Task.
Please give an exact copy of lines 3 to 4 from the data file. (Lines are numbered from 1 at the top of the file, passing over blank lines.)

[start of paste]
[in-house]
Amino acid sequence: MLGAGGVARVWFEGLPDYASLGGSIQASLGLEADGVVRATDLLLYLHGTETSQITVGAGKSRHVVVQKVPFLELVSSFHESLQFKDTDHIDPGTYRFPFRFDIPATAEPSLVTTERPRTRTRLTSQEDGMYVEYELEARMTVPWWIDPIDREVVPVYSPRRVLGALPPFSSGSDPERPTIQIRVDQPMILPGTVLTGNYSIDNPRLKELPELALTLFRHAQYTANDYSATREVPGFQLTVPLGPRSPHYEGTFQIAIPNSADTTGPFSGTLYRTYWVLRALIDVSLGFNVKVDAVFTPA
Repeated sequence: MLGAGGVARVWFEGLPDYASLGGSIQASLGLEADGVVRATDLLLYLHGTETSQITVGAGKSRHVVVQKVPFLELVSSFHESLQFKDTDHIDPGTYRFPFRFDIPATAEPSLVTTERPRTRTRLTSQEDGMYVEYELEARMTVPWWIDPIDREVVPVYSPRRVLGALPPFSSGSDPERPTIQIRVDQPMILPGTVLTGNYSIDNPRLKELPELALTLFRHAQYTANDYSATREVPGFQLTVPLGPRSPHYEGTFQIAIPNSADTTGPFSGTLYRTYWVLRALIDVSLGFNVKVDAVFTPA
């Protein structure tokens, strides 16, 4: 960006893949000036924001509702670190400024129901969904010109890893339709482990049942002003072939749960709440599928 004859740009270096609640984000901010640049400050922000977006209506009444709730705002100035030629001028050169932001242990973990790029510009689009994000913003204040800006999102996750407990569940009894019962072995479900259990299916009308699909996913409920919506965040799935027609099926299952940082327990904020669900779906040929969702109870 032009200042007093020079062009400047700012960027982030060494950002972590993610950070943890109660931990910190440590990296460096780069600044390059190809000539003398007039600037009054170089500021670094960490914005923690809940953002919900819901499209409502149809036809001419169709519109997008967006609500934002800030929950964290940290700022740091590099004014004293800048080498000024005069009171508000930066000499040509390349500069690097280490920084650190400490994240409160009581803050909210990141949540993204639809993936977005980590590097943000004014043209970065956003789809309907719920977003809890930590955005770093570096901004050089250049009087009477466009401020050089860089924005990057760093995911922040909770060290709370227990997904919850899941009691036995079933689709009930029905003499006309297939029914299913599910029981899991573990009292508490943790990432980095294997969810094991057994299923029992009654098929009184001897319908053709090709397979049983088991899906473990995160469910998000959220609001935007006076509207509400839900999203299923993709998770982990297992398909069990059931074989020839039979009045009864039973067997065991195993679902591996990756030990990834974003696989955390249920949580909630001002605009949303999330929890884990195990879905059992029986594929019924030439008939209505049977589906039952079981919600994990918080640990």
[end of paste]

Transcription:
Repeated sequence: MLGAGGVARVWFEGLPDYASLGGSIQASLGLEADGVVRATDLLLYLHGTETSQITVGAGKSRHVVVQKVPFLELVSSFHESLQFKDTDHIDPGTYRFPFRFDIPATAEPSLVTTERPRTRTRLTSQEDGMYVEYELEARMTVPWWIDPIDREVVPVYSPRRVLGALPPFSSGSDPERPTIQIRVDQPMILPGTVLTGNYSIDNPRLKELPELALTLFRHAQYTANDYSATREVPGFQLTVPLGPRSPHYEGTFQIAIPNSADTTGPFSGTLYRTYWVLRALIDVSLGFNVKVDAVFTPA
């Protein structure tokens, strides 16, 4: 960006893949000036924001509702670190400024129901969904010109890893339709482990049942002003072939749960709440599928 004859740009270096609640984000901010640049400050922000977006209506009444709730705002100035030629001028050169932001242990973990790029510009689009994000913003204040800006999102996750407990569940009894019962072995479900259990299916009308699909996913409920919506965040799935027609099926299952940082327990904020669900779906040929969702109870 032009200042007093020079062009400047700012960027982030060494950002972590993610950070943890109660931990910190440590990296460096780069600044390059190809000539003398007039600037009054170089500021670094960490914005923690809940953002919900819901499209409502149809036809001419169709519109997008967006609500934002800030929950964290940290700022740091590099004014004293800048080498000024005069009171508000930066000499040509390349500069690097280490920084650190400490994240409160009581803050909210990141949540993204639809993936977005980590590097943000004014043209970065956003789809309907719920977003809890930590955005770093570096901004050089250049009087009477466009401020050089860089924005990057760093995911922040909770060290709370227990997904919850899941009691036995079933689709009930029905003499006309297939029914299913599910029981899991573990009292508490943790990432980095294997969810094991057994299923029992009654098929009184001897319908053709090709397979049983088991899906473990995160469910998000959220609001935007006076509207509400839900999203299923993709998770982990297992398909069990059931074989020839039979009045009864039973067997065991195993679902591996990756030990990834974003696989955390249920949580909630001002605009949303999330929890884990195990879905059992029986594929019924030439008939209505049977589906039952079981919600994990918080640990």